One particularly preferred parachute features, among other components, a conical canopy that results in a greater internal volume and pressure as compared to many conventional parachute canopies. The greater internal volume and pressure of the conical canopy greatly reduces the pulse effect upon opening of the canopy, which helps stabilize the parachute during descent. A top polar opening in the canopy also helps stabilize the descent of the parachute, by allowing some of the air in the canopy to escape, thereby reducing the amount of air spilling out from the perimeter of the canopy. Two porous sections in the rear of the canopy create two airflow streams during descent, generating forward speed and enabling the parachute to be steered during descent.

With reference initially to FIG. 1, a parachute canopy 100 is shown in a fully open orientation, which canopy 100 is arranged and configured in accordance with certain embodiments that employ certain features, aspects and advantages of the present invention. The canopy is shown in top plan view.

The canopy preferably is formed of a number of gores 102. In the illustrated arrangement, the canopy 100 comprises twenty gores 102, which are labeled 1 to 20 in FIG. 1. As used herein, the gore 102 is a generally triangularly shaped section of the canopy 100. Each of the illustrated gores 102 is constructed from four segments of low porosity ripstop fabric or another suitable material. In one preferred arrangement, the canopy is made of a type SO 81 fabric made by a French manufacturer named NCV Industries. In another preferred arrangement, the canopy is made of a type SO 82 fabric made by the same manufacturer. In a further arrangement, a low porosity ripstop nylon fabric, such as that made and sold under the name F111/Exacta Chute from Performance Textiles, Inc. can be used.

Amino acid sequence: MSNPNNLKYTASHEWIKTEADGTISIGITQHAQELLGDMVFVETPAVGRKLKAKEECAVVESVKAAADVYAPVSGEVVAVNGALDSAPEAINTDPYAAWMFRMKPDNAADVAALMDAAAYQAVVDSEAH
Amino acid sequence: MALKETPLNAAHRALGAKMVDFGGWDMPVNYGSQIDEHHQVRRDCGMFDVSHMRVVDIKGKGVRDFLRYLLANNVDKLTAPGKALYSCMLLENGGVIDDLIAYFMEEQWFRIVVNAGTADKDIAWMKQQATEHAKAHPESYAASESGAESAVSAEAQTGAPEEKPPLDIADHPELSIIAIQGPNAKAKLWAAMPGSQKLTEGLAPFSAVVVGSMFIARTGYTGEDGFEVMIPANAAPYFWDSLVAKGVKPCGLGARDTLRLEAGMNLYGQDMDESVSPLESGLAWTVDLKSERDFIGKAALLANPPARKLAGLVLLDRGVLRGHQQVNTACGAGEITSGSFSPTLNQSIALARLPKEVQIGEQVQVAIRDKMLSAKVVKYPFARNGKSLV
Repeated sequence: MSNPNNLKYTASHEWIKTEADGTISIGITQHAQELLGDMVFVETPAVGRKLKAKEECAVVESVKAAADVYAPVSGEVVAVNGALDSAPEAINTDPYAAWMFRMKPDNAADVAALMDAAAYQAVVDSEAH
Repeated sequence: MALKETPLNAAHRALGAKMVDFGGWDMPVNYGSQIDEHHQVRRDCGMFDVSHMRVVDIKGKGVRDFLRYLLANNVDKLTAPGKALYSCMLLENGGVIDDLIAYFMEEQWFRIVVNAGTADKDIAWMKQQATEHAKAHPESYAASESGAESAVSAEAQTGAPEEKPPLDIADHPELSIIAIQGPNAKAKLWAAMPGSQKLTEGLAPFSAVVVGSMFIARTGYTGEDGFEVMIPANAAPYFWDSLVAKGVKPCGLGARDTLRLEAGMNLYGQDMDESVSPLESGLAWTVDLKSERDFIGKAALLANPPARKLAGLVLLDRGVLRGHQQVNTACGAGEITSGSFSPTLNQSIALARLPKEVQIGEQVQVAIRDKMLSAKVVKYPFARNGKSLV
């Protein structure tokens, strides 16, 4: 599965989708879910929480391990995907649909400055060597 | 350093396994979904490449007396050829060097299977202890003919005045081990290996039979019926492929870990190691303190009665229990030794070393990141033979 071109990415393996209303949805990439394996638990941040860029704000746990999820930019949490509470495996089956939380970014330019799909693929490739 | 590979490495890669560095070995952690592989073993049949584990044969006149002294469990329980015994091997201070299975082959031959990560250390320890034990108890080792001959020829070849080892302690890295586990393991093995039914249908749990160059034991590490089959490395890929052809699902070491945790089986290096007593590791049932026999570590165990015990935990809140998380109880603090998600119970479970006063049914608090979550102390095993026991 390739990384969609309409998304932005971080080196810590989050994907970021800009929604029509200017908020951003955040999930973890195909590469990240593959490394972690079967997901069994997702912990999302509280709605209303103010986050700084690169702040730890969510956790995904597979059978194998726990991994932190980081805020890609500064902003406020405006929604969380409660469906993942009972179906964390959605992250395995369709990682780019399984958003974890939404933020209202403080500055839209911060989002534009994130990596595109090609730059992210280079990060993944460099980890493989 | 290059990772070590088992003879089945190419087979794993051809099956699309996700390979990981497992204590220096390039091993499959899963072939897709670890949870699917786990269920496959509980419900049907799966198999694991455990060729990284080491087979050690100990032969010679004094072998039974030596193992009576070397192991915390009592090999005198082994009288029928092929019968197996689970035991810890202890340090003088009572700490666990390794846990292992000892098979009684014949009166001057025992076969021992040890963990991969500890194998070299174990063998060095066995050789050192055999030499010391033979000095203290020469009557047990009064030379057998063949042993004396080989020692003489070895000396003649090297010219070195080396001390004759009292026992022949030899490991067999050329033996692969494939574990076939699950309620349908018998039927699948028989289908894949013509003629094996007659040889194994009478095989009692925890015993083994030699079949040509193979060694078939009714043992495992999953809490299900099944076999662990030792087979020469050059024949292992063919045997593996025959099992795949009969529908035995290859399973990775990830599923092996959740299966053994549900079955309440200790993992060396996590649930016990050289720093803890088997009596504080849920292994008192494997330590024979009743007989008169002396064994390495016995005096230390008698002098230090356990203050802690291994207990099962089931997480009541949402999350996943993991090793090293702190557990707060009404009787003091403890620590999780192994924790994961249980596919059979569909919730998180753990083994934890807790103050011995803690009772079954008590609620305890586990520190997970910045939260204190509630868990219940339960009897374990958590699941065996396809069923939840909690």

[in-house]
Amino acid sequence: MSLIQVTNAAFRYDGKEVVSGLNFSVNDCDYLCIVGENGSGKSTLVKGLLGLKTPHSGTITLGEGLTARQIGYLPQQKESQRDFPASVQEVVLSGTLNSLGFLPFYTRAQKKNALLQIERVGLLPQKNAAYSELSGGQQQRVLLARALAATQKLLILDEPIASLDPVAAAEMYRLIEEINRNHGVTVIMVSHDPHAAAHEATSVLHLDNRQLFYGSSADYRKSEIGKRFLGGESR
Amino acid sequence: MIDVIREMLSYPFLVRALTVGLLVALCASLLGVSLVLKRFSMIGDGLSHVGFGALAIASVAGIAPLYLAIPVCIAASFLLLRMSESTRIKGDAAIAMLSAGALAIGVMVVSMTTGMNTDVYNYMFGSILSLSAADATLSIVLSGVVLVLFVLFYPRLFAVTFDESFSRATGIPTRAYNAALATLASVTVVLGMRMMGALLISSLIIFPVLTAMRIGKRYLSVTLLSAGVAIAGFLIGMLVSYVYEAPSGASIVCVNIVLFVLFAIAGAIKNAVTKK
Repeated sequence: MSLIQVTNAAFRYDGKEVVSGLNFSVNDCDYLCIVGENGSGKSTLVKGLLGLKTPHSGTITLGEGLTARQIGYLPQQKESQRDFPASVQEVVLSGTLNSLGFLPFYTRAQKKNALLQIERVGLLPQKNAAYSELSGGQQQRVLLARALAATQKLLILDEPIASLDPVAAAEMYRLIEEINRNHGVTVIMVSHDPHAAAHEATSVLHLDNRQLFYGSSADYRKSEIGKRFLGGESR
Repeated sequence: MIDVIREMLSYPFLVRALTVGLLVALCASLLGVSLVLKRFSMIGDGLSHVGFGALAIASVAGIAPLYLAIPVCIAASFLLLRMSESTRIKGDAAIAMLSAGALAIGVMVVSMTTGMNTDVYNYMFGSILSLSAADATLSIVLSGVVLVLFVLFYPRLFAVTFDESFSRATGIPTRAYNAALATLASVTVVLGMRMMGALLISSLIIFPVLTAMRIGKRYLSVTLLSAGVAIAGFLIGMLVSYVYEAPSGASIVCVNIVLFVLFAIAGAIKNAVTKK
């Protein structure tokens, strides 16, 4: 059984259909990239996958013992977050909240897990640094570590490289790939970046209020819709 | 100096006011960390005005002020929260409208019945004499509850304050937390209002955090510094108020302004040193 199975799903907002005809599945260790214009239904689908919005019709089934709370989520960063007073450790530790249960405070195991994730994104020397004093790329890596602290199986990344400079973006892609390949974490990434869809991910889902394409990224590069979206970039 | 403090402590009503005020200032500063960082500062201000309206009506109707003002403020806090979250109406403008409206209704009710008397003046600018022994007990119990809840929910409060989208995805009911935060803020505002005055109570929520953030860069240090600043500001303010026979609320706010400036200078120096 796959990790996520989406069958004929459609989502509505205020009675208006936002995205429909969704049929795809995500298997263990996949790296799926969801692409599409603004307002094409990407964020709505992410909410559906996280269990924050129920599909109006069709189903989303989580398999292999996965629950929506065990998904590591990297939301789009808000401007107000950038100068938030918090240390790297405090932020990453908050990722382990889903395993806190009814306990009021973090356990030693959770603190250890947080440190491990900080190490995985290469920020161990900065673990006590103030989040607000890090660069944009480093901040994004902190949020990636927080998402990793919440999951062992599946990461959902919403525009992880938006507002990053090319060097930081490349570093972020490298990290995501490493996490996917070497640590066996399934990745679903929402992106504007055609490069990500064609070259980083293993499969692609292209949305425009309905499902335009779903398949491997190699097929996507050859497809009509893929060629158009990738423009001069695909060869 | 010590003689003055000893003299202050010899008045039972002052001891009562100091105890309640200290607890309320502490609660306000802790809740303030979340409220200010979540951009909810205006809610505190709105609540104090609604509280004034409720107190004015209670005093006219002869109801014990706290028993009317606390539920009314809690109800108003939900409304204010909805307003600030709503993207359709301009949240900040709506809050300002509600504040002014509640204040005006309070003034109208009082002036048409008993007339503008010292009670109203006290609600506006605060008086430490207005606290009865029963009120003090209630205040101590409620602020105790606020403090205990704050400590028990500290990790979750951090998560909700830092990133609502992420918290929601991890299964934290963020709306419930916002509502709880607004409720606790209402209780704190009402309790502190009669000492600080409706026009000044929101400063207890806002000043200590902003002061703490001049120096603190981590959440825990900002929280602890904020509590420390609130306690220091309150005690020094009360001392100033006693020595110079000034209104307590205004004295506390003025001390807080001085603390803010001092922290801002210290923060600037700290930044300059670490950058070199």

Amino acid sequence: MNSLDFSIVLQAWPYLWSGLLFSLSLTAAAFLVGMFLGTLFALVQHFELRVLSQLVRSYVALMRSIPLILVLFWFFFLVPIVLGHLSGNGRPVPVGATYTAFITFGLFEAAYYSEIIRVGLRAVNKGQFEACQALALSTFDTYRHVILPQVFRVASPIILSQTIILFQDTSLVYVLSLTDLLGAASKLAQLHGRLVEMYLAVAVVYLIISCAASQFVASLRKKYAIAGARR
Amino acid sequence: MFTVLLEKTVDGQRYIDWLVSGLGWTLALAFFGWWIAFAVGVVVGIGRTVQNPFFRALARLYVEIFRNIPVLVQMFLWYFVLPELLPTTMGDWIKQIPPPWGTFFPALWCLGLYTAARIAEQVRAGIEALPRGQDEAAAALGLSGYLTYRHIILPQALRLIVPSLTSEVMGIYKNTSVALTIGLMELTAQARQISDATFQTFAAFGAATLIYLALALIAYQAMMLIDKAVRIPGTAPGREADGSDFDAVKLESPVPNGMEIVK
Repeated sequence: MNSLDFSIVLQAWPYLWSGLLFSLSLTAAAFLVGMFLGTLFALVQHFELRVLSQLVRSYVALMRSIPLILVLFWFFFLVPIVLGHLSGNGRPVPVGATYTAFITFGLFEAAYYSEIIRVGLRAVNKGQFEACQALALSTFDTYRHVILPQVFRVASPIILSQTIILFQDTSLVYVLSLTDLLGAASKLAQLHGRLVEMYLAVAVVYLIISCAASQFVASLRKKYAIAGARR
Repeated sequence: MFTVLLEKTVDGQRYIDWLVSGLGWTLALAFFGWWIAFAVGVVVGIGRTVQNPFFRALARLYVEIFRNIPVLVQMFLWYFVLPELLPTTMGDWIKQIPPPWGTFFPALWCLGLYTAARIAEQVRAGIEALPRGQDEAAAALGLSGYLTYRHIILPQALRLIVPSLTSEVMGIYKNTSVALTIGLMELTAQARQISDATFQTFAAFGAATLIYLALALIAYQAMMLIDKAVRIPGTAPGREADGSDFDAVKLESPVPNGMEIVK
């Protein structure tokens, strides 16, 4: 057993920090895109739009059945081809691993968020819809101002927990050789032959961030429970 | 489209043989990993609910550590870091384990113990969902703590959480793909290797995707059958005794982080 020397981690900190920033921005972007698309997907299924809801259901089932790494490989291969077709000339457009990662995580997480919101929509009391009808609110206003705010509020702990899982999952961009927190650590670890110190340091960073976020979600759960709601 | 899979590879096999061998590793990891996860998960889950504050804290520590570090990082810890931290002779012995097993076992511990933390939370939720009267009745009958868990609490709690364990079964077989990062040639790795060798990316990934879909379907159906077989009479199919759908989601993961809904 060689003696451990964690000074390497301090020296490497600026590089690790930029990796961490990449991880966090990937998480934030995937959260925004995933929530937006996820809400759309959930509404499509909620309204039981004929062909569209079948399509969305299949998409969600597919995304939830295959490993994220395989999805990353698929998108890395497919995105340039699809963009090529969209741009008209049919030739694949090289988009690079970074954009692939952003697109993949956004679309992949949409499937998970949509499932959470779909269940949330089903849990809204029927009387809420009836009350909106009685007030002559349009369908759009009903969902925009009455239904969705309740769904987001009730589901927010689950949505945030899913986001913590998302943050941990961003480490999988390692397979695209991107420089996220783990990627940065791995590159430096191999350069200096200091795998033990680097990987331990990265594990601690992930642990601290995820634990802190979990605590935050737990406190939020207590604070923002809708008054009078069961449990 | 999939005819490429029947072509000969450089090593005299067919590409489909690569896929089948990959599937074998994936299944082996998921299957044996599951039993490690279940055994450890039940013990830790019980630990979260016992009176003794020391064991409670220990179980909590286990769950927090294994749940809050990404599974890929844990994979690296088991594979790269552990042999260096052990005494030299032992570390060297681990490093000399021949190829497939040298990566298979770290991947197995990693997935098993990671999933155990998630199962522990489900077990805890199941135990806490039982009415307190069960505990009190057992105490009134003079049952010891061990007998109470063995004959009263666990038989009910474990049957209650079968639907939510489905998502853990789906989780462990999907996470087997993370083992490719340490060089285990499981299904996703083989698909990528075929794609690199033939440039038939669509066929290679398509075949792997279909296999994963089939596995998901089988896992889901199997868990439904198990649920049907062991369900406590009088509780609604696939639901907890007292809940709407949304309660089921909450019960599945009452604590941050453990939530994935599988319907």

The illustrated gores 102 advantageously are arranged in a trapezoidal construction. The trapezoidal construction preferable is approximately 385 cm (height) by 96 cm (bottom length) by 6 cm (top length). These dimensions relate to each other in a proportion of about 64.167 to 16 to 1. Other scaled dimensions of this preferred trapezoidal construction can be used to form larger or smaller canopies 100. This trapezoidal shape has been found to result in a preferred substantially steady-state canopy shape. Furthermore, when the trapezoidal segments are secured together, the resulting conical canopy 100 includes a top polar opening 106. As will be discussed, the polar opening 106 vents some of the pressure by allowing air to pass from within the canopy 100 through the uppermost portion of the canopy 100.